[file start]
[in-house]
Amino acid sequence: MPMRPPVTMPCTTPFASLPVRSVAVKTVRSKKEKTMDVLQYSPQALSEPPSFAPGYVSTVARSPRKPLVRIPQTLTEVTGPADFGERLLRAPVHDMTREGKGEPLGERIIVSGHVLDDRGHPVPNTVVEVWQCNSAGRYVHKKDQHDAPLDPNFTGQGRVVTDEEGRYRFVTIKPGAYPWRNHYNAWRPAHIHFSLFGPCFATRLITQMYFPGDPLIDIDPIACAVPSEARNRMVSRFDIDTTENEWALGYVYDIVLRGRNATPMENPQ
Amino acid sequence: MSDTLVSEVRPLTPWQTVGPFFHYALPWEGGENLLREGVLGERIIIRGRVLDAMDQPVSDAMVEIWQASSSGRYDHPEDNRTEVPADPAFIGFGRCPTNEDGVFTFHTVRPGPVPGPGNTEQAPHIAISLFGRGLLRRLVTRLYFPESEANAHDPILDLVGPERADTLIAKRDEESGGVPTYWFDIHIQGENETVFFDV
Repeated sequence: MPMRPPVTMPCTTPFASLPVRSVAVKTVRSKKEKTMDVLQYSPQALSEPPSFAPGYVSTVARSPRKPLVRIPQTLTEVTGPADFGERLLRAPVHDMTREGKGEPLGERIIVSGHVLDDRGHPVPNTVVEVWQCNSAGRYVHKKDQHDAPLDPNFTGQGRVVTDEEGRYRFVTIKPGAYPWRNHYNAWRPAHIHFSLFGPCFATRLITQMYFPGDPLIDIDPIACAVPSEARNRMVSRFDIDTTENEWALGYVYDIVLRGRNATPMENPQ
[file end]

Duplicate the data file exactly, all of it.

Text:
[in-house]
Amino acid sequence: MPMRPPVTMPCTTPFASLPVRSVAVKTVRSKKEKTMDVLQYSPQALSEPPSFAPGYVSTVARSPRKPLVRIPQTLTEVTGPADFGERLLRAPVHDMTREGKGEPLGERIIVSGHVLDDRGHPVPNTVVEVWQCNSAGRYVHKKDQHDAPLDPNFTGQGRVVTDEEGRYRFVTIKPGAYPWRNHYNAWRPAHIHFSLFGPCFATRLITQMYFPGDPLIDIDPIACAVPSEARNRMVSRFDIDTTENEWALGYVYDIVLRGRNATPMENPQ
Amino acid sequence: MSDTLVSEVRPLTPWQTVGPFFHYALPWEGGENLLREGVLGERIIIRGRVLDAMDQPVSDAMVEIWQASSSGRYDHPEDNRTEVPADPAFIGFGRCPTNEDGVFTFHTVRPGPVPGPGNTEQAPHIAISLFGRGLLRRLVTRLYFPESEANAHDPILDLVGPERADTLIAKRDEESGGVPTYWFDIHIQGENETVFFDV
Repeated sequence: MPMRPPVTMPCTTPFASLPVRSVAVKTVRSKKEKTMDVLQYSPQALSEPPSFAPGYVSTVARSPRKPLVRIPQTLTEVTGPADFGERLLRAPVHDMTREGKGEPLGERIIVSGHVLDDRGHPVPNTVVEVWQCNSAGRYVHKKDQHDAPLDPNFTGQGRVVTDEEGRYRFVTIKPGAYPWRNHYNAWRPAHIHFSLFGPCFATRLITQMYFPGDPLIDIDPIACAVPSEARNRMVSRFDIDTTENEWALGYVYDIVLRGRNATPMENPQ